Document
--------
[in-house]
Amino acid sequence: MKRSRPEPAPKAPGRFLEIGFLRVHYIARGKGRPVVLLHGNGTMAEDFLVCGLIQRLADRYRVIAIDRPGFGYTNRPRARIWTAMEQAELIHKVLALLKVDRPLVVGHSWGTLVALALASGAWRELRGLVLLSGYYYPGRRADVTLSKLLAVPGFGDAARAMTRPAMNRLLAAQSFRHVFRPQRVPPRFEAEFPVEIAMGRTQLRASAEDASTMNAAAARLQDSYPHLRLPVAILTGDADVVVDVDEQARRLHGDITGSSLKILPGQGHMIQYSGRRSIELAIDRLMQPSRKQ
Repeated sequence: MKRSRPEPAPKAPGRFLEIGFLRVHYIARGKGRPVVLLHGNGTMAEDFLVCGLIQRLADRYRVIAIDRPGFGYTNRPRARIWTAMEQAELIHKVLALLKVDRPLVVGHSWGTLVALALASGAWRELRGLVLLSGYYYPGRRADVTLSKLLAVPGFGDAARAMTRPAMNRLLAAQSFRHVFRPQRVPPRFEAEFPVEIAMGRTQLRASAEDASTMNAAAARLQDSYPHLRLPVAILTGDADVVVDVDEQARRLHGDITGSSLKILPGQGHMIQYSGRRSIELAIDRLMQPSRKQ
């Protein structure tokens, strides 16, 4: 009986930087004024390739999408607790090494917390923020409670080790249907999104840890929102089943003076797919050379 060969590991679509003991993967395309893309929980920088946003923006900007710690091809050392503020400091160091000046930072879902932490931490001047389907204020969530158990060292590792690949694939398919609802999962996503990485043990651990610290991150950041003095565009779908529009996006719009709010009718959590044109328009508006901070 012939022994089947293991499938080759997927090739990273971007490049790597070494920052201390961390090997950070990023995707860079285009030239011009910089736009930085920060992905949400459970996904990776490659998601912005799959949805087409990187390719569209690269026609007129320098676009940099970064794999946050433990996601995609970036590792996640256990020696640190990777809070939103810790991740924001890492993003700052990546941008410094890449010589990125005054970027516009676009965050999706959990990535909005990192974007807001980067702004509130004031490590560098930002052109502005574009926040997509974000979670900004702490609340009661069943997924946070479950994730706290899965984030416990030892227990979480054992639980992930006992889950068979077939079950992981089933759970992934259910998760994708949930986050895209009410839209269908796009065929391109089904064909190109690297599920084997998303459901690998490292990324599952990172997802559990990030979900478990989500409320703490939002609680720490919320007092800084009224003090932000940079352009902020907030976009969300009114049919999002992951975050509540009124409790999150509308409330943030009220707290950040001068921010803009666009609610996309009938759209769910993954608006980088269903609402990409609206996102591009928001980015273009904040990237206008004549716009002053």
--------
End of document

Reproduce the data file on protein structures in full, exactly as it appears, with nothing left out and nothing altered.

[in-house]
Amino acid sequence: MKRSRPEPAPKAPGRFLEIGFLRVHYIARGKGRPVVLLHGNGTMAEDFLVCGLIQRLADRYRVIAIDRPGFGYTNRPRARIWTAMEQAELIHKVLALLKVDRPLVVGHSWGTLVALALASGAWRELRGLVLLSGYYYPGRRADVTLSKLLAVPGFGDAARAMTRPAMNRLLAAQSFRHVFRPQRVPPRFEAEFPVEIAMGRTQLRASAEDASTMNAAAARLQDSYPHLRLPVAILTGDADVVVDVDEQARRLHGDITGSSLKILPGQGHMIQYSGRRSIELAIDRLMQPSRKQ
Repeated sequence: MKRSRPEPAPKAPGRFLEIGFLRVHYIARGKGRPVVLLHGNGTMAEDFLVCGLIQRLADRYRVIAIDRPGFGYTNRPRARIWTAMEQAELIHKVLALLKVDRPLVVGHSWGTLVALALASGAWRELRGLVLLSGYYYPGRRADVTLSKLLAVPGFGDAARAMTRPAMNRLLAAQSFRHVFRPQRVPPRFEAEFPVEIAMGRTQLRASAEDASTMNAAAARLQDSYPHLRLPVAILTGDADVVVDVDEQARRLHGDITGSSLKILPGQGHMIQYSGRRSIELAIDRLMQPSRKQ
């Protein structure tokens, strides 16, 4: 009986930087004024390739999408607790090494917390923020409670080790249907999104840890929102089943003076797919050379 060969590991679509003991993967395309893309929980920088946003923006900007710690091809050392503020400091160091000046930072879902932490931490001047389907204020969530158990060292590792690949694939398919609802999962996503990485043990651990610290991150950041003095565009779908529009996006719009709010009718959590044109328009508006901070 012939022994089947293991499938080759997927090739990273971007490049790597070494920052201390961390090997950070990023995707860079285009030239011009910089736009930085920060992905949400459970996904990776490659998601912005799959949805087409990187390719569209690269026609007129320098676009940099970064794999946050433990996601995609970036590792996640256990020696640190990777809070939103810790991740924001890492993003700052990546941008410094890449010589990125005054970027516009676009965050999706959990990535909005990192974007807001980067702004509130004031490590560098930002052109502005574009926040997509974000979670900004702490609340009661069943997924946070479950994730706290899965984030416990030892227990979480054992639980992930006992889950068979077939079950992981089933759970992934259910998760994708949930986050895209009410839209269908796009065929391109089904064909190109690297599920084997998303459901690998490292990324599952990172997802559990990030979900478990989500409320703490939002609680720490919320007092800084009224003090932000940079352009902020907030976009969300009114049919999002992951975050509540009124409790999150509308409330943030009220707290950040001068921010803009666009609610996309009938759209769910993954608006980088269903609402990409609206996102591009928001980015273009904040990237206008004549716009002053």